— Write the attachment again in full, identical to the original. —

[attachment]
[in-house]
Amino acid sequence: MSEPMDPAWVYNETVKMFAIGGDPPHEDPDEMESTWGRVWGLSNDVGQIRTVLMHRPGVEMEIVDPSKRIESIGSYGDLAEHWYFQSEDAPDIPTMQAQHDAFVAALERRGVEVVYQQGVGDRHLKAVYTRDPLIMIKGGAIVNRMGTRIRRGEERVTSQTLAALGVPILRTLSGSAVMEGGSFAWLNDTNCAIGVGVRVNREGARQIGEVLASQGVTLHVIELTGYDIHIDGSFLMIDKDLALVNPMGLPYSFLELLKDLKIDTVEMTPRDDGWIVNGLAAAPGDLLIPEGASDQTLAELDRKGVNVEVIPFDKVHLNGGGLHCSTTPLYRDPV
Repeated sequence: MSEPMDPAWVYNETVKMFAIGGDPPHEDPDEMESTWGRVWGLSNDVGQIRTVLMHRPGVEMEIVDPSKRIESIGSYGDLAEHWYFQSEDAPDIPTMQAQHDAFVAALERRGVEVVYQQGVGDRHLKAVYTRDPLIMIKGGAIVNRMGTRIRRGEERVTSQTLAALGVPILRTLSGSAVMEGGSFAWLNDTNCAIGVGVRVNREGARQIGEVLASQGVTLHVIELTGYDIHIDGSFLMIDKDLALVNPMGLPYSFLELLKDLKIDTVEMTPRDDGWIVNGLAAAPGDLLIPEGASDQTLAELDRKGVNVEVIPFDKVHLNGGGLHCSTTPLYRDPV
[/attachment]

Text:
[in-house]
Amino acid sequence: MSEPMDPAWVYNETVKMFAIGGDPPHEDPDEMESTWGRVWGLSNDVGQIRTVLMHRPGVEMEIVDPSKRIESIGSYGDLAEHWYFQSEDAPDIPTMQAQHDAFVAALERRGVEVVYQQGVGDRHLKAVYTRDPLIMIKGGAIVNRMGTRIRRGEERVTSQTLAALGVPILRTLSGSAVMEGGSFAWLNDTNCAIGVGVRVNREGARQIGEVLASQGVTLHVIELTGYDIHIDGSFLMIDKDLALVNPMGLPYSFLELLKDLKIDTVEMTPRDDGWIVNGLAAAPGDLLIPEGASDQTLAELDRKGVNVEVIPFDKVHLNGGGLHCSTTPLYRDPV
Repeated sequence: MSEPMDPAWVYNETVKMFAIGGDPPHEDPDEMESTWGRVWGLSNDVGQIRTVLMHRPGVEMEIVDPSKRIESIGSYGDLAEHWYFQSEDAPDIPTMQAQHDAFVAALERRGVEVVYQQGVGDRHLKAVYTRDPLIMIKGGAIVNRMGTRIRRGEERVTSQTLAALGVPILRTLSGSAVMEGGSFAWLNDTNCAIGVGVRVNREGARQIGEVLASQGVTLHVIELTGYDIHIDGSFLMIDKDLALVNPMGLPYSFLELLKDLKIDTVEMTPRDDGWIVNGLAAAPGDLLIPEGASDQTLAELDRKGVNVEVIPFDKVHLNGGGLHCSTTPLYRDPV